Month: April 2017

Some of my thoughts on the problems with North Korea

Some of my thoughts on the problems with North Korea

The United States cannot right the world’s wrongs. For the most part (there are exceptions), we will have to step in when those wrongs influence other nations though.

So when North Korea threatens to attack South Korea or Japan, that is a problem. Especially when we agreed to protect both countries from attack by treaty. They exist in their present form because of the US. So when Obama, Bush, and Clinton do an ostrich in the sand to North Korea, that is a big problem.

It is the responsibility of the United States to protect both countries because we have a treaty that says that we will. As long as the Kim family is only cruel to their own people, then we can leave them alone. When the Kim family and the leading generals of North Korea threaten the safety of Japan and South Korea, then it is equivalent to threatening the US.

When Iran threatens the security of Saudi Arabia and Israel, then it is also our problem also. This is a fact of life by treaty as well as by historical commitment. You may not like Saudi Arabia and Israel, but until the policy of the US is to let them stand (or fall) by themselves, we are obligated to help them.

It is very important to understand that threatening war is not equivalent to deploying war. Every enemy of the US says that they will beat us in war, but they all know that they will get their ass kicked. Krushchev said it, Saddam Hussein said it, and the Kim family has said it.

Other countries do not want a war with us. Even Saddam Hussein didn’t want a war after all of his blustery talk and George W. Bush made a major mistake in Gulf War 2 by actually executing the war. If his State department (run by the very inexperienced Colin Powell) would have been as strong as his Defense department (run by the extremely experienced Dick Cheney and Donald Rumsfeld) then he could have achieved 95% of the end outcome without firing a single shot. This was probably not true of Gulf War 1 that was executed by old man Bush (George H. W. Bush) but that conflict and Afghanistan showed the world that we will roll over any enemy and the average American will not even break a sweat. North Korea will likely inflict casualties (e.g. Seoul), but they will eventually lose any war with the US and the Kim family will all die and so will his generals.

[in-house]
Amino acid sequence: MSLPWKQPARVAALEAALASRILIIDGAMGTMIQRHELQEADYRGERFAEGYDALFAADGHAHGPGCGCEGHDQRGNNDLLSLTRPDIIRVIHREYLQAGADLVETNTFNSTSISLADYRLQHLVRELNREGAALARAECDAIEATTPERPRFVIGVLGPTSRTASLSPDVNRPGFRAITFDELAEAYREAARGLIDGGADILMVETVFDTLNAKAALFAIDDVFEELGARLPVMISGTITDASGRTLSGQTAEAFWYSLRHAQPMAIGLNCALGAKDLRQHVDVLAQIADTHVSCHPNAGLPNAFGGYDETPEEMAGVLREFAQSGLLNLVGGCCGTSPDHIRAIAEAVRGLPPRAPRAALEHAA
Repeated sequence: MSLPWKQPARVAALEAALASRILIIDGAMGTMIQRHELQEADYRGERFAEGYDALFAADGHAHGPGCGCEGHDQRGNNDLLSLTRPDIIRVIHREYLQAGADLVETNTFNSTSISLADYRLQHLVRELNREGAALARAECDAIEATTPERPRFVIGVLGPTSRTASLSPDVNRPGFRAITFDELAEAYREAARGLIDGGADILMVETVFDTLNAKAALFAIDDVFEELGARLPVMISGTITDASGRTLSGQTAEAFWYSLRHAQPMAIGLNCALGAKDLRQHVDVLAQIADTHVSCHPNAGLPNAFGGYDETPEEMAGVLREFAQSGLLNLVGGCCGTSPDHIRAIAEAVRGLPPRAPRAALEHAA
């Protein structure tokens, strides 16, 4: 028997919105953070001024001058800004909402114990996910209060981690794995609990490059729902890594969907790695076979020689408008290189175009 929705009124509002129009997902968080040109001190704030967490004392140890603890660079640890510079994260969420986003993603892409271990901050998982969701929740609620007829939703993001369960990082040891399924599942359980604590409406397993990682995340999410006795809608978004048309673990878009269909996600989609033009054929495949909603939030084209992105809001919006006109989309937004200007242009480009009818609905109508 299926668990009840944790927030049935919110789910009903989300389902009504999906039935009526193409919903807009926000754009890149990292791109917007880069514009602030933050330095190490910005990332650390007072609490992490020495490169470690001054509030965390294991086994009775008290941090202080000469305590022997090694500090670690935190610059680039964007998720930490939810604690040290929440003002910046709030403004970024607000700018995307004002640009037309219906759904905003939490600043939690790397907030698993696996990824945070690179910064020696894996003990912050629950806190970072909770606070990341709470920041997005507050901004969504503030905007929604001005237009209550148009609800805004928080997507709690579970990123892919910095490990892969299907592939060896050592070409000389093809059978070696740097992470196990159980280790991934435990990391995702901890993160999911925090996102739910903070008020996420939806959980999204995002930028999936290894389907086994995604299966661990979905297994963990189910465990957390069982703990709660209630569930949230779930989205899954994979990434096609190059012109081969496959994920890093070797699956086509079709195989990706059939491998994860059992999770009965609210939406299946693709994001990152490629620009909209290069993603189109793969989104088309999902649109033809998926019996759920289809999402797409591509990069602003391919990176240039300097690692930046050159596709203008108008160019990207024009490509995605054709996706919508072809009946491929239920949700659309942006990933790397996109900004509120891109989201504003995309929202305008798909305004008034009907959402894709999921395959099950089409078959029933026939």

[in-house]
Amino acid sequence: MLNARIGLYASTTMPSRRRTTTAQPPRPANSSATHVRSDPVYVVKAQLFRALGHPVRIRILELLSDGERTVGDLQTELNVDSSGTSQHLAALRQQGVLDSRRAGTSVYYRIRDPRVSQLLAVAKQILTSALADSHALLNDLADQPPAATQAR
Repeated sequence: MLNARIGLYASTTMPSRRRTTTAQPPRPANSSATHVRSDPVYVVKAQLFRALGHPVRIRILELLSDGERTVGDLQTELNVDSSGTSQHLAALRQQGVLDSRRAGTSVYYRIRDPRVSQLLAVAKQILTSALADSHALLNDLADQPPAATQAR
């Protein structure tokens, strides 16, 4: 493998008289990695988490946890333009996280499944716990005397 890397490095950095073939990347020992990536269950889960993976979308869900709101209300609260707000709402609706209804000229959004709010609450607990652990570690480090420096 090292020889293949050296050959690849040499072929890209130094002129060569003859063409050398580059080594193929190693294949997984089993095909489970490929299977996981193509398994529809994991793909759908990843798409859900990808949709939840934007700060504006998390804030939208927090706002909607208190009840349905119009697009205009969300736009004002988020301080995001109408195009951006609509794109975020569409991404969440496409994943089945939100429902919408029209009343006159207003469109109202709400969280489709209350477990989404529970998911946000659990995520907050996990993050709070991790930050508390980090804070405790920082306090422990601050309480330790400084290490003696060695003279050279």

We do have a historical problem though in that President Obama really screwed up in Libya. It was an internal conflict and he got involved. He should not have. Now we have sent a very confusing message – which internal conflicts do we pick? Our policies are a lot more straightforward when we say that we do not get involved in internal conflicts, but when they spill over and start to affect the international community we will have to act.

None of the issues in North Korea have gotten worse because of President Donald J. Trump. All of the issues were headed this way during Mr. Obama’s administration. The difference is that Donald Trump is willing to say, “STOP!” and Mr. Obama was simply saying, “Please China won’t you please curb your pet dog?” That approach (which was the same basic policy of George W. Bush and Bill Clinton) is the same thing that didn’t work with North Korea for decades. We need to say, “STOP!” and the generals under Kim need to understand that they will die if they proceed to threaten nukes against South Korea and Japan.

It is very likely that we need to be a bit more gracious. We need to give Kim and the Chinese an opportunity to save face. My suggestion is simple, “Stop developing nuclear weapons and ballistic missiles and we promise that the US will not attack South Korea first. Do not stop all development and testing and we cannot commit that we will not be forced to attack you in order to proactively protect South Korea and Japan.”

Throughout all of this, Beijing needs to understand that they need to curb their dog.

Photo by DonkeyHotey

Southwest To End Overbooking on Flights By June

Southwest To End Overbooking on Flights By June